p.s. 4/12 Frontier Force Regiment (now 6 FF) & Toffy.   I think, Tofffy’s great act was saving his battalion from disbandment.  Today, battalion owes its existence to Toffy.  In 1947 mayhem, some JCOs & VCOs disgraced themselves.  I think they looted poor Hindu and Sikh refugees under their charge.  Furious GHQ decided to disband the battalion.  Toffy rushed to Rawalpindi and showed up at Chief of Staff (COS) Major General Douglas Gracey’s house without appointment.  He pleaded the case of the battalion and the decision was reversed.
 I heard recently there was a great ‘pow wow’ of 6 FF on celebration of ‘Shabbir Day’ on December 06.  Shabbir Sharif was the most decorated soldier of Pakistan army (winner of sword of honor, Sitara-e-Jurat and Nishan-e-Haider). Some with red lipstick on their collars also showed up at the ceremony.  Major General Sajad Ali Khan (unfortunate end of his career though no fault of his own), Major General ® Ghaziuddin Rana (son of Lieutenant General Bakhtiar Rana) and Major General ® Zahoor Malik were also there.  I’m not sure whether Lieutenant General Raheel Sharif (brother of Shabbir Sharif) was there.  He was commissioned in 6 FF but later wandered to another PIFFER unit.
Pretty good number of senior brass of India, Pakistan & even Bangladesh armies came from this fine battalion; Field Marshal Sam Manekshaw, Major General Niranjan Prasad, Major General Suresh Misra (his brother Dinesh Misra nick named Danny also became Major General), Major General Sardar Harnarain Singh (served Military Secretary to India’s president) , Major General Amreet Singh, Major General Dewan Gupta, Lieutenant General Atiq ur Rahman, Lieutenant General Khalid M. Shaikh, Lieutenant General Altaf Qadir, Major General Mian Hayauddin, Major General Fazal Muqeem Khan, Major General Ghaziuddin Rana, Lieutenant General Raheel Sharif, Major General Sajjad Ali Khan and Major General ® Zahoor Malik.  Major General ® Chitta Ranjan Dutta was a Bengali officer of the battalion.  He was on leave in East Pakistan where he fought from Bangladesh side and rose to become Major General in Bangladesh army.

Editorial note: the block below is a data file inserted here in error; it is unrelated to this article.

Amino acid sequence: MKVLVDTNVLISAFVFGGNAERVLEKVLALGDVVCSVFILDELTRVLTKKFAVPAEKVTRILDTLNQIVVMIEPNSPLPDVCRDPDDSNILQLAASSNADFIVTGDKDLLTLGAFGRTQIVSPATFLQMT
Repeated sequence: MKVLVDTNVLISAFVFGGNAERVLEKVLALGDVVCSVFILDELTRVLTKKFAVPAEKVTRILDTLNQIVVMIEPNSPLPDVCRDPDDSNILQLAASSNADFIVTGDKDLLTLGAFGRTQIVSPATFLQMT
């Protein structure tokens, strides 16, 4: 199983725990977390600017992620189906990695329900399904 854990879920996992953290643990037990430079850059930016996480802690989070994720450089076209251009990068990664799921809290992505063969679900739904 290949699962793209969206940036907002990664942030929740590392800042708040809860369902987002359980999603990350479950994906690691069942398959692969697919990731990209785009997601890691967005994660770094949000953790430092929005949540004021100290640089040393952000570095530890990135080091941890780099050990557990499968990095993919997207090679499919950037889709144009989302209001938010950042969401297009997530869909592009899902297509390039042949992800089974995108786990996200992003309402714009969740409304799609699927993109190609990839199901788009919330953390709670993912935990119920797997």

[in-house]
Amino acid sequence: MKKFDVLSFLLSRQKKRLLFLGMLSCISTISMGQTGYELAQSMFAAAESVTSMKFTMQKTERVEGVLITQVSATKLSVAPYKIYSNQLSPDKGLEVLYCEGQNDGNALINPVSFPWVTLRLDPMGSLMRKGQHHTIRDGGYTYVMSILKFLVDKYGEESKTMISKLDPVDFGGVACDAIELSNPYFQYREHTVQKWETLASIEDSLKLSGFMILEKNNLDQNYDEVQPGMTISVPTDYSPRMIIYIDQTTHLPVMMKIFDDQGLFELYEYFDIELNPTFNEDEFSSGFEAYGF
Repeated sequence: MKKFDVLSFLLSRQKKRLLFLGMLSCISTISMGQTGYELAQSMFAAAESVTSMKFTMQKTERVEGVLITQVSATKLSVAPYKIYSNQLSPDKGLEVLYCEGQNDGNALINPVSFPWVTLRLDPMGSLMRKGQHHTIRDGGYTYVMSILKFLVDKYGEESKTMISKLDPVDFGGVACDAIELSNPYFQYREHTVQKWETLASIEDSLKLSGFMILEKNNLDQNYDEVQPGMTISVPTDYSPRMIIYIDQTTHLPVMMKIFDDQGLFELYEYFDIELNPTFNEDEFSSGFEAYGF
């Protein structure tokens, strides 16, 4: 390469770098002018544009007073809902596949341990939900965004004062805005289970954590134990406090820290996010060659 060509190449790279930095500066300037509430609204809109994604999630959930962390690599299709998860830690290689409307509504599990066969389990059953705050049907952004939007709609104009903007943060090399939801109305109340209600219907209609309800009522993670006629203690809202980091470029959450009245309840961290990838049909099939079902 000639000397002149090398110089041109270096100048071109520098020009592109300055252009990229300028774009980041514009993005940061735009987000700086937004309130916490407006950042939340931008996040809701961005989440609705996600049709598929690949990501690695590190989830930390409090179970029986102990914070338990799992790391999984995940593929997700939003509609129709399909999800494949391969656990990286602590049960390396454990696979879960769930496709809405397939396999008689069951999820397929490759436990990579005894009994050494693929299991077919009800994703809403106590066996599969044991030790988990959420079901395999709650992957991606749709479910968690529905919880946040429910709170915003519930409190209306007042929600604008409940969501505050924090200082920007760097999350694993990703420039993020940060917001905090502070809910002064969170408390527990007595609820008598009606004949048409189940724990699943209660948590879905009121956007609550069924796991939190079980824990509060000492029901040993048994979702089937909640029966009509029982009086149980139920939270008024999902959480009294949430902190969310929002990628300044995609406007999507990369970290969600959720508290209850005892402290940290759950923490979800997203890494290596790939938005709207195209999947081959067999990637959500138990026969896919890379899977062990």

Warm Regards,
December 12, 2012

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Omar Ali

I am a physician interested in obesity and insulin resistance, and in particular in the genetics and epigenetics of obesity As a blogger, I am more interested in history, Islam, India, the ideology of Pakistan, and whatever catches my fancy. My opinions can change.

6 thoughts on “Nicknames in the British Indian Army”

  1. In my school there were four “houses” (teams) . Cariappa, Thimaya, Mountbatten and Manekshaw. The only name we were familiar with was Mountbatten (because of History books) , and we all assumed that the other 3 were also Britishers. Since these sur-names were so non N-Indian and it was a convent school.

    1. My Roman Catholic, Christian school in Delhi had 4 houses named – Ashoka, Akbar, Chanakya and “Pope Paul”.

  2. Why the hell did you have a house name after Mountbatten? Residual fondness of the British among the Catholic clergy? ( I am sure some of them of foreign origin as well)

  3. LOL, who is Pope Paul ?

    Don’t know y they had Mountbatten, perhaps they didnt find any generals apart from these 3 worthy, so just to fill up the 4th spot went for Mountbatten. I guess the guy who set up the school had retired from Indian armed forces around WW2.

  4. Pope Paul might be Pope John Paul or the original founder of Christianity & apostle of gentiles St. Paul or as Jews call him Saul.

  5. Hamid Hussain:

    I am sure that these anglicized nicknames have become less common in all South Asian armed forces over these last seven decades. I am curious if more local (native ;-)) nicknames have proliferated?

    Have nicknames which have association with Islamic history become more common in Pakistan?